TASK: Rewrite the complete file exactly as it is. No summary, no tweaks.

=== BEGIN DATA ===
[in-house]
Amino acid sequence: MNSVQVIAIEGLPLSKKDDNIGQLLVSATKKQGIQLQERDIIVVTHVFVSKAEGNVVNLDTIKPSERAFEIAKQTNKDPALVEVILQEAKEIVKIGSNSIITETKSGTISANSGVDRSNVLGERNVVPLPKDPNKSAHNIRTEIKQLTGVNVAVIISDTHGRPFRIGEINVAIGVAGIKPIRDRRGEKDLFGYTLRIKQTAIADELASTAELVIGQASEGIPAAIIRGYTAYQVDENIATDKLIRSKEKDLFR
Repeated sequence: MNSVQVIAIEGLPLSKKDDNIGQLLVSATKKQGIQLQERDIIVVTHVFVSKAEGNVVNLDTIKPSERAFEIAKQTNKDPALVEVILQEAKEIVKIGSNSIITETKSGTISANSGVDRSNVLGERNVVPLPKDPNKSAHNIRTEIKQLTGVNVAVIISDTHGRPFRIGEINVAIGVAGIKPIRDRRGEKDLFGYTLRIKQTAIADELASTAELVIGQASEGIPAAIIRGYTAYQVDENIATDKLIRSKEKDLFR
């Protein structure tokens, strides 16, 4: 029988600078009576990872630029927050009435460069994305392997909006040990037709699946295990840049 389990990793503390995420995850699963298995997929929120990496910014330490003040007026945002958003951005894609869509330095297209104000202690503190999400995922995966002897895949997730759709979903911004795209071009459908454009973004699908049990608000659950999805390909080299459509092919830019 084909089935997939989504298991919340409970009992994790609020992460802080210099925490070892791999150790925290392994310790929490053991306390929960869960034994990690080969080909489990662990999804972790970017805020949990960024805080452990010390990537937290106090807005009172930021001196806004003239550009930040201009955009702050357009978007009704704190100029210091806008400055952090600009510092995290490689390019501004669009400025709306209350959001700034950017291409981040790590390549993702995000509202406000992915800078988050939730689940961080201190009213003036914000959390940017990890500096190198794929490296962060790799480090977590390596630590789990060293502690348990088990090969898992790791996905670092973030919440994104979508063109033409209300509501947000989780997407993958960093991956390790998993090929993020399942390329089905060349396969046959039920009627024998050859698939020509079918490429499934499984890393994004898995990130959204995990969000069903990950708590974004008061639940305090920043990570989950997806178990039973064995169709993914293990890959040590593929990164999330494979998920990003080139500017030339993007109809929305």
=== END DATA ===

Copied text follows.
[in-house]
Amino acid sequence: MNSVQVIAIEGLPLSKKDDNIGQLLVSATKKQGIQLQERDIIVVTHVFVSKAEGNVVNLDTIKPSERAFEIAKQTNKDPALVEVILQEAKEIVKIGSNSIITETKSGTISANSGVDRSNVLGERNVVPLPKDPNKSAHNIRTEIKQLTGVNVAVIISDTHGRPFRIGEINVAIGVAGIKPIRDRRGEKDLFGYTLRIKQTAIADELASTAELVIGQASEGIPAAIIRGYTAYQVDENIATDKLIRSKEKDLFR
Repeated sequence: MNSVQVIAIEGLPLSKKDDNIGQLLVSATKKQGIQLQERDIIVVTHVFVSKAEGNVVNLDTIKPSERAFEIAKQTNKDPALVEVILQEAKEIVKIGSNSIITETKSGTISANSGVDRSNVLGERNVVPLPKDPNKSAHNIRTEIKQLTGVNVAVIISDTHGRPFRIGEINVAIGVAGIKPIRDRRGEKDLFGYTLRIKQTAIADELASTAELVIGQASEGIPAAIIRGYTAYQVDENIATDKLIRSKEKDLFR
């Protein structure tokens, strides 16, 4: 029988600078009576990872630029927050009435460069994305392997909006040990037709699946295990840049 389990990793503390995420995850699963298995997929929120990496910014330490003040007026945002958003951005894609869509330095297209104000202690503190999400995922995966002897895949997730759709979903911004795209071009459908454009973004699908049990608000659950999805390909080299459509092919830019 084909089935997939989504298991919340409970009992994790609020992460802080210099925490070892791999150790925290392994310790929490053991306390929960869960034994990690080969080909489990662990999804972790970017805020949990960024805080452990010390990537937290106090807005009172930021001196806004003239550009930040201009955009702050357009978007009704704190100029210091806008400055952090600009510092995290490689390019501004669009400025709306209350959001700034950017291409981040790590390549993702995000509202406000992915800078988050939730689940961080201190009213003036914000959390940017990890500096190198794929490296962060790799480090977590390596630590789990060293502690348990088990090969898992790791996905670092973030919440994104979508063109033409209300509501947000989780997407993958960093991956390790998993090929993020399942390329089905060349396969046959039920009627024998050859698939020509079918490429499934499984890393994004898995990130959204995990969000069903990950708590974004008061639940305090920043990570989950997806178990039973064995169709993914293990890959040590593929990164999330494979998920990003080139500017030339993007109809929305």